Capital Market Impact

What lies beneath the stock market’s record run?

June 26, 2024
Woman in a yellow shirt sitting across from a woman in a white shirt

With the second half of 2024 set to kick off next week, it’s a good time to reflect on one of the most compelling stock market stories of the year: the recent series of all-time highs, with the S&P 500® Index exceeding 31 as of this writing. This performance sets the stage for an intriguing second half of the year.

While this stellar performance for the S&P 500 is a win for investors tracking returns at the Index level, there’s more cause for concern below the surface. Through June 21, the S&P 500 has earned a respectable gain of over 15% for the year. At the same time, the average drawdown for stocks in the red for the year-to-date is also around 15%.

This year, the S&P 500’s positive performance has come even as momentum has diverged, and market breadth has decreased. Let’s look at momentum first. The S&P 500 has been minting new all-time highs despite a fall-off in the cumulative advance/decline line since May. (The advance/decline line represents the total number of stocks advancing on the day minus those declining over a specific time frame.)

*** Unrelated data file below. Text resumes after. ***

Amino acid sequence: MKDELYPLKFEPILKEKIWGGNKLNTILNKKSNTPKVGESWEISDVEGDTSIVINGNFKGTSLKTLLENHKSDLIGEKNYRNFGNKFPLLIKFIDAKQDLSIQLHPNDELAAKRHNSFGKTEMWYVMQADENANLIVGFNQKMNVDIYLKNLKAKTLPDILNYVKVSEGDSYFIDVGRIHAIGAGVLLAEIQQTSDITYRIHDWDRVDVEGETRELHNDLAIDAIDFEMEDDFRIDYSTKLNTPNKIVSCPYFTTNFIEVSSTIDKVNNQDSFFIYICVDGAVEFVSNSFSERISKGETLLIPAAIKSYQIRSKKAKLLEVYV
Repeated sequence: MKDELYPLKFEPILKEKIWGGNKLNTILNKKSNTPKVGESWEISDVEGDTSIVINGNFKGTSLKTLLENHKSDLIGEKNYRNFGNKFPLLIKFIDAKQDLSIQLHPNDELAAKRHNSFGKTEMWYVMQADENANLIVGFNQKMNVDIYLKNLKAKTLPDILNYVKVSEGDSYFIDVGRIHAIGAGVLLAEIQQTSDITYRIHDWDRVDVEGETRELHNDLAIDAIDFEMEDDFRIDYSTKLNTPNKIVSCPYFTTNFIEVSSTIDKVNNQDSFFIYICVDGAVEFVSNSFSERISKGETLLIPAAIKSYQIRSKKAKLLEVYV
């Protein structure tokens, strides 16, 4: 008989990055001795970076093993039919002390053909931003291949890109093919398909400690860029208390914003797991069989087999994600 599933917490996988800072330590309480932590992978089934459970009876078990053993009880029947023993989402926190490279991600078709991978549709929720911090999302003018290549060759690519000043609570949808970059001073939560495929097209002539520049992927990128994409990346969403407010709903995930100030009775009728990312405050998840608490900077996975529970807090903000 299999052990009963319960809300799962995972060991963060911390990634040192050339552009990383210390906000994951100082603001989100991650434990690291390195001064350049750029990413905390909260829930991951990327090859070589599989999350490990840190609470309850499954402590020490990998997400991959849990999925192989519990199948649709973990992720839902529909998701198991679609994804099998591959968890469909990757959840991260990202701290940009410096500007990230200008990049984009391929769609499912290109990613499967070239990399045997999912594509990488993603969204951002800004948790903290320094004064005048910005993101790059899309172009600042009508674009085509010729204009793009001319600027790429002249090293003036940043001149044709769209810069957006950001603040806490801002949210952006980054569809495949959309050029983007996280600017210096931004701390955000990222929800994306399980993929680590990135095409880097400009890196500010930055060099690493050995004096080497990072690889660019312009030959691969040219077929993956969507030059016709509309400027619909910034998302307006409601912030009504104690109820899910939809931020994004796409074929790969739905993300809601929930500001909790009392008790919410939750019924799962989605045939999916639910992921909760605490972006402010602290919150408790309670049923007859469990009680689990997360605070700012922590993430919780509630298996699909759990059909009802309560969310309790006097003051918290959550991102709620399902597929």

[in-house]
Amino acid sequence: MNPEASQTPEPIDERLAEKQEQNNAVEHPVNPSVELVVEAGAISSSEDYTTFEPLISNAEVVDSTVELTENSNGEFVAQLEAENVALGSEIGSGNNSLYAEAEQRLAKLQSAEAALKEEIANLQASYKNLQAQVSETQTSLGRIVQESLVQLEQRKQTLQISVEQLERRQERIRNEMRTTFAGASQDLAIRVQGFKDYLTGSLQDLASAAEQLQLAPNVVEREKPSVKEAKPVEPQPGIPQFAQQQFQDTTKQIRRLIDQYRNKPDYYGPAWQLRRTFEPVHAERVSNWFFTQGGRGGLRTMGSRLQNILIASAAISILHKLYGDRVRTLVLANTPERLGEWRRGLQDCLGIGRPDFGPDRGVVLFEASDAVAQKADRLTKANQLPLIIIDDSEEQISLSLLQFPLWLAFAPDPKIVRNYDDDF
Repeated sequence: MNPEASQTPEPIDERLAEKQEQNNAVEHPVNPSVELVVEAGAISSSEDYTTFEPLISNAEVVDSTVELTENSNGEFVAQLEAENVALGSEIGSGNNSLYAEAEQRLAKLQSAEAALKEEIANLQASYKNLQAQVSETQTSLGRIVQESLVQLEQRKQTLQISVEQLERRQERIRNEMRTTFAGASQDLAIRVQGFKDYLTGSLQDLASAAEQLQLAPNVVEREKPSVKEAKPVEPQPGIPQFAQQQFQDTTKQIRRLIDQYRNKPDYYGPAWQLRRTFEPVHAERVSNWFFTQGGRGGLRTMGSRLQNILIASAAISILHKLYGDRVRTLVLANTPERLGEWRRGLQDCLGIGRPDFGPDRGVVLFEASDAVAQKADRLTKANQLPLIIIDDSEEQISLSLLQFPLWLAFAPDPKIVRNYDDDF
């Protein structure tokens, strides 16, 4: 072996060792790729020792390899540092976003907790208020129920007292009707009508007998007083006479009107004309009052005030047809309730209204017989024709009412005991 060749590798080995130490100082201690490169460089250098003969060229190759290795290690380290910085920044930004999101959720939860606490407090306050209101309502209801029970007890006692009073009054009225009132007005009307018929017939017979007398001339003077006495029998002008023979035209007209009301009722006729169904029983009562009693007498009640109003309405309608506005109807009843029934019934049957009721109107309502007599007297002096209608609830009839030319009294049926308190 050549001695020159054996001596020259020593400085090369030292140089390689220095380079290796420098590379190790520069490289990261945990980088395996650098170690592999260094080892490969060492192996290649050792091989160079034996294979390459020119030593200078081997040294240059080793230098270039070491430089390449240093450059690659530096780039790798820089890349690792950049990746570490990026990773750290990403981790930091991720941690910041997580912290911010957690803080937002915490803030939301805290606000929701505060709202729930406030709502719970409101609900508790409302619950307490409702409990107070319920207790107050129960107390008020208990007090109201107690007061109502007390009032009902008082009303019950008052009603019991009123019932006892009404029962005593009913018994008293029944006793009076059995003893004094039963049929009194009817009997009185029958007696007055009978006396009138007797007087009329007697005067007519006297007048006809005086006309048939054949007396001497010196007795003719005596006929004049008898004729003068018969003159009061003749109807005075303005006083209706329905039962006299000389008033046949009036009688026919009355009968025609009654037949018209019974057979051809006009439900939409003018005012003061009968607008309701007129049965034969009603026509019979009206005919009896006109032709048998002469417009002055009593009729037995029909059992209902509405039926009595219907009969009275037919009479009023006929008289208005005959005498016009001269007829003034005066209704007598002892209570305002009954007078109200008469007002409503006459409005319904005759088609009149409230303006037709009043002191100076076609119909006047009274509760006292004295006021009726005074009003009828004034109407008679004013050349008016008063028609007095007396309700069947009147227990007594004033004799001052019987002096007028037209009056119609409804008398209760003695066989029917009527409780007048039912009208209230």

Further, just five stocks have contributed nearly 60% of the S&P 500’s total year-to-date return. While the average stock in the Index is up approximately 6%, over the last 30 days, only 27% of S&P 500 constituents have outperformed the Index. Even as the Index has increased, most stocks have failed to keep pace. For the year, just 23% of stocks are outpacing the S&P 500, which is on track to be the lowest amount in the last 25 years.

Percentage of S&P 500 Index stocks outperforming the index for the year.

With market breadth, the story is just as concerning. As of this writing, only 46% of S&P 500 stocks are above their short-term 20-day moving averages. Similarly, as the S&P 500 continues to set new all-time highs, the number of stocks making new 20-day highs has remained uninspiring. In technical jargon, no “breadth thrust” supports the current uptrend.

These grim technical factors may not necessarily indicate the bull market is over. Breadth divergence is a signature of this recent rally, with the S&P 500 driven by a small cohort of names. Still, investors must remember that a consolidation phase until breadth metrics improve might be a healthy response to the torrid market rally.

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